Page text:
Then again we were by the edge of the sea. The shore is here cumbered with large stones and boulders of considerable size.  Looking west were the rolling downs stretching into the purple distance against the evening sky - a picture of profound and solemn beauty never to be forgotten.
We  walked beside the sea,
After a day which perished silently
Of its own glory.
"For though we never spoke
Of the gray water and the shaded rock,
Dark wave and stone, unconsciously, were fused
Into the plaintive speaking that we used
Of absent friendss and memories unforsook;
And, had we seen each other's face, we had
Seen, haply, each was sad."
    We reached Montatik Light, and the end of our seccond day's tramp, a little after dark. Later in the evening we accompanied the keeper (Mr. Ripley) on a tour of inspection. Going through a passage-way we found ourselves in the oil-room, neatly paved with colored tiles, the oil being stored in large tanks on one side of the room. The ascent is by one hundred and thirty-seven steps, winding around the central shaft, and the walls are of enormous thickness; the tower, erected in 1796, was some years since strengthened by building a solid brick lining inside of the original structure. Immediately below the lamp is the keeper's room and the apparatus which keeps the revolving "flash" in operation. here through the long weary watches of the night, one hundred and eighty feet above the sea, exposed to the full force of the wild Atlantic storms, these faithfull sentinels keep vigil. On their fidelity and constant watchfulness depends the safety of the many thousand vessels that annually traverse this highway of the sea.
"Steadfast, serene, immovable, the same
     Year after year, through all the silent night,
Burns on for evermore that quenchless flame,
    Shines on that inextinguishable light
    A few steps higher and w'e are in the lantern, containing a "Fresnel" flash light of the first order, made by Henry Lepante. It is a miracle of ingenuity in the scientific concentration of the lenses. We step inside the lenses as the "flash" slowly revolves, and the next moment are inclosed in light which is visible thirty-six miles seaward, The flash throws a flood of brilliant light around the entire circle, disappearing and re-appearing every two minutes.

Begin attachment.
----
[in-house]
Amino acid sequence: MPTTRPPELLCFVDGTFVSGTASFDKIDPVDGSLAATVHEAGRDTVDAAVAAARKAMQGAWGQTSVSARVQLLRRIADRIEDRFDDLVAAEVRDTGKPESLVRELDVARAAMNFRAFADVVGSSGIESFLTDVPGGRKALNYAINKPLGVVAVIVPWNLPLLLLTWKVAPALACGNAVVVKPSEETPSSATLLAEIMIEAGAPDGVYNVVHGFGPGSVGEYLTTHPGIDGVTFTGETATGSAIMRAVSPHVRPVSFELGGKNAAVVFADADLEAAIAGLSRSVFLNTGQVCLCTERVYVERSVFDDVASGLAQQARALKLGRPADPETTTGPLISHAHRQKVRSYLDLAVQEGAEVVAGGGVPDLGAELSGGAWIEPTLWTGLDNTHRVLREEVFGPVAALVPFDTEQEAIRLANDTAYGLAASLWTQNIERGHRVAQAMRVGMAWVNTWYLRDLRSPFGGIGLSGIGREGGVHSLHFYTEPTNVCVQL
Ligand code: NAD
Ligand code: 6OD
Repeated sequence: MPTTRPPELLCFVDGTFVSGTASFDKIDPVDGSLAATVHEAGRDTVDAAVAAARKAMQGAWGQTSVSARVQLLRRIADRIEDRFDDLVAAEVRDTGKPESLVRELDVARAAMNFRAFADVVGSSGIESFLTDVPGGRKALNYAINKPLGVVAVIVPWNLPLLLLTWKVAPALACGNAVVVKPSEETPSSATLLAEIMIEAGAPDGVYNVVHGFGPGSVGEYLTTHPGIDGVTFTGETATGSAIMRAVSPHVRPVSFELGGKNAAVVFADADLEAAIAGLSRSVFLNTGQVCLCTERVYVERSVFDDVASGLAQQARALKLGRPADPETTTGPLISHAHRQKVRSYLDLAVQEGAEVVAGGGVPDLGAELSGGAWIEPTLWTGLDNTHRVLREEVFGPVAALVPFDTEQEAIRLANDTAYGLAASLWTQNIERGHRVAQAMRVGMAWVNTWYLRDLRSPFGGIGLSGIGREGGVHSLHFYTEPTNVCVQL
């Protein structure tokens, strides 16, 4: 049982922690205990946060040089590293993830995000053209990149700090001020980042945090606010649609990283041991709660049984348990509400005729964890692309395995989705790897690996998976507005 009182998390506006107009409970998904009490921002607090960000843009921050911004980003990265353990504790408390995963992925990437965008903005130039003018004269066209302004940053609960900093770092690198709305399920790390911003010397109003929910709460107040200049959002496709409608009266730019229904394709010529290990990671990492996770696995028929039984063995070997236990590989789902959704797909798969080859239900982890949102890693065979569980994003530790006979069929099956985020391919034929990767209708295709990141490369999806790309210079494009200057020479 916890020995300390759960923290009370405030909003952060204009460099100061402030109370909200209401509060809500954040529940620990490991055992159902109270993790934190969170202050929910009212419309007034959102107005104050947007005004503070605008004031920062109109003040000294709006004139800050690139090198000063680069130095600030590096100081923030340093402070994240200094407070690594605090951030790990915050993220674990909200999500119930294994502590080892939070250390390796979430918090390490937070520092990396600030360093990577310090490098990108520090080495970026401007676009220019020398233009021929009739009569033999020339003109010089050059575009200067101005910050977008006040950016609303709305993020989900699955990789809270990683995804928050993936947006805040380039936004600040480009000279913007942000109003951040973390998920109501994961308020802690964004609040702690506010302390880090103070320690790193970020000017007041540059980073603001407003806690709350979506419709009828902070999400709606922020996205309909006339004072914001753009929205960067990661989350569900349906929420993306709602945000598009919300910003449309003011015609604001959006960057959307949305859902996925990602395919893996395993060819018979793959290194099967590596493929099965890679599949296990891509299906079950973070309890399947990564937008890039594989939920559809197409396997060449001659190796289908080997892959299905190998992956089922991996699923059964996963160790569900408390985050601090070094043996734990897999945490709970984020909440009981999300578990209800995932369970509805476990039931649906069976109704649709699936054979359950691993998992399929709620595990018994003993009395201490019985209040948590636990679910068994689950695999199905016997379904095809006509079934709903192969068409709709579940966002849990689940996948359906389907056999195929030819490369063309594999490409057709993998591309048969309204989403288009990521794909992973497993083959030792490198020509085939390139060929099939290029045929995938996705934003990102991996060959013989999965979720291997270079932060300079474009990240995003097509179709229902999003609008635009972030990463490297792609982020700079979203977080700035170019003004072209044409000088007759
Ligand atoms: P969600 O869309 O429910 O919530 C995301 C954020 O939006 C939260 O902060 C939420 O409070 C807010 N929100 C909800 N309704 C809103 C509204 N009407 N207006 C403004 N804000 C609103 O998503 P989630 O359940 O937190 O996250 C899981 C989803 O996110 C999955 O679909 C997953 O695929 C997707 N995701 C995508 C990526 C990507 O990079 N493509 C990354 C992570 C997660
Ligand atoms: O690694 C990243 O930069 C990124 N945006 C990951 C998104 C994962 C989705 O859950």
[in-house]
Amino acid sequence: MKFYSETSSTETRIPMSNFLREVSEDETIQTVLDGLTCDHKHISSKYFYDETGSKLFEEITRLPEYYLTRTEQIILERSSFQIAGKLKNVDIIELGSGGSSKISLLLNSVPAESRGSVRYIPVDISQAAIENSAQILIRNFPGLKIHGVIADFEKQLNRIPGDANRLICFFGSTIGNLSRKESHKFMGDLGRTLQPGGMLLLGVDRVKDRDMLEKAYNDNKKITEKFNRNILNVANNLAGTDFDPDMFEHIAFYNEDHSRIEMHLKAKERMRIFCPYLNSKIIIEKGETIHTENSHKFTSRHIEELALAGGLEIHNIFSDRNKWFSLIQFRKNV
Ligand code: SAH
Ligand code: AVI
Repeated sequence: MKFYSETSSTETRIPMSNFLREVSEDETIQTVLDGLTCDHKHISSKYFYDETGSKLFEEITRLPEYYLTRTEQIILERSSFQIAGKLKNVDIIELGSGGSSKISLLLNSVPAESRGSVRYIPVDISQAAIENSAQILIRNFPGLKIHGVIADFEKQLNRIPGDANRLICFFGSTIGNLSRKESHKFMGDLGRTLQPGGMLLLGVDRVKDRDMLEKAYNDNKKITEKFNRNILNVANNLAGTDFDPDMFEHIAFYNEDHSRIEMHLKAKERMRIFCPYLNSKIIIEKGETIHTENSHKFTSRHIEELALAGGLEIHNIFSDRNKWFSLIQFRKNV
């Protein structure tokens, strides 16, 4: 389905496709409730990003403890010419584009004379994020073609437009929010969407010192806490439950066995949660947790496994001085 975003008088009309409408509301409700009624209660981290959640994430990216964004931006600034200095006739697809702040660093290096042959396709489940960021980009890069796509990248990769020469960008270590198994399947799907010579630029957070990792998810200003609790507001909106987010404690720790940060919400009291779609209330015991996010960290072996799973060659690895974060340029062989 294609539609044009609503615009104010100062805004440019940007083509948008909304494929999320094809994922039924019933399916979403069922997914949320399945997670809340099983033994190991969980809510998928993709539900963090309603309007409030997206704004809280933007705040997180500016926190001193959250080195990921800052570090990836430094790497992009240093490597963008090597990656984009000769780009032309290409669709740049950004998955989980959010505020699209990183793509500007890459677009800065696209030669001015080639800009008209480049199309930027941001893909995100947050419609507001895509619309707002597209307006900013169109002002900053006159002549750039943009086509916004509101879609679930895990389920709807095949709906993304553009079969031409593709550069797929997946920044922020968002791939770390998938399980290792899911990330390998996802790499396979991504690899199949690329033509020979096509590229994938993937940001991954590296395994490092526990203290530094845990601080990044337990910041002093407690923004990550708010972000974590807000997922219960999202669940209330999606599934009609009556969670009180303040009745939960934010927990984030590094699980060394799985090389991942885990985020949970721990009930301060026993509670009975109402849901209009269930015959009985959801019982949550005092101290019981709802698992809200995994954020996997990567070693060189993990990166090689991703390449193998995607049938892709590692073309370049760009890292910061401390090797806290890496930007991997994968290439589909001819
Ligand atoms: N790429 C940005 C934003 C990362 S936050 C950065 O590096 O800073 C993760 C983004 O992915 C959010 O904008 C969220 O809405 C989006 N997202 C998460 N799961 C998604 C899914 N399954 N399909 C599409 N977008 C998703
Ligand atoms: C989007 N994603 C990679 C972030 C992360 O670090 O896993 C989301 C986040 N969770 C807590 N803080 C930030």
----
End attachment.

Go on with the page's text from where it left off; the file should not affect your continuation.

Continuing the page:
Mr. Ripley explains to us that the lamp has two reservoirs--an upper and a lower; the former being live feet above and directly over the lower one. They are connected by two pipes.  The lower reservoir contains a pump, by which the oil is forced through one of the pipes into the upper reservoir. The feed-pipe connected with the lamp has a chamber which contains a small float, by which the flow of oil is regulated, allowing 120 drops per mninute. The oil that is not consumed passes down into a receiver under the lamp, to which a small tube is attached, conveying it through a wire-cloth strainer into the lower reservoir, to be again pumped up. During the long winter nights the lamp will consume two and one-half gallons of refined lard-oil, and the oil will flow four hours without pumping. The upper reservoir will contain nine gallons. The flash is propelled by clock-work, which, when wound up, will run three hours, The lenses are twelve feet in height and six feet in diameter. The lamp is placed inside of the lenses, having four wicks, the largest being three and a half inches in diameter. During the day the lenses are covered with linen curtains, to prevent the rays of the sun from striking the lamp and unsoldering the brass-work.  The height of the lantern is nine feet, the frame of solid iron.  No wood of any kind is used in the tower.
    Much trouble is experienced in keeping the oil from congealing during the cold winter nights, owing to the want of stoves in the oilroom. Attention to this matter by the Lighthouse Board would add much to the comfort of the keepers and the efficiency of the light.  There is a curious history connected with the  light. It was presented by the French governmeat to the United slates, and lay a long time  in the Custom-house in New York; was then sold to pay the duties, and finally, after much dickering, was purchased back again by "Uncle Sam."
    Stepping out on the balcony that surrounds  the tower, the glorious panorama of the moonlit sea lay all about us, and at that moment two ships were crossing the glinting light of the moon. The raw, chilly night air soon drove us below to the comfortable fireside of thekeeper's family, where we sat listening to stories of storms from the southeast during which the whole weight of the Atlantic is thrown directly upon Montauk head. The light-house is built of granite. and, founded on a rock, stands on the hlutf sixty feet above the beach.  The sea is silently eating its way toward the  tower, and this will soon compel a removal to the higher ground west.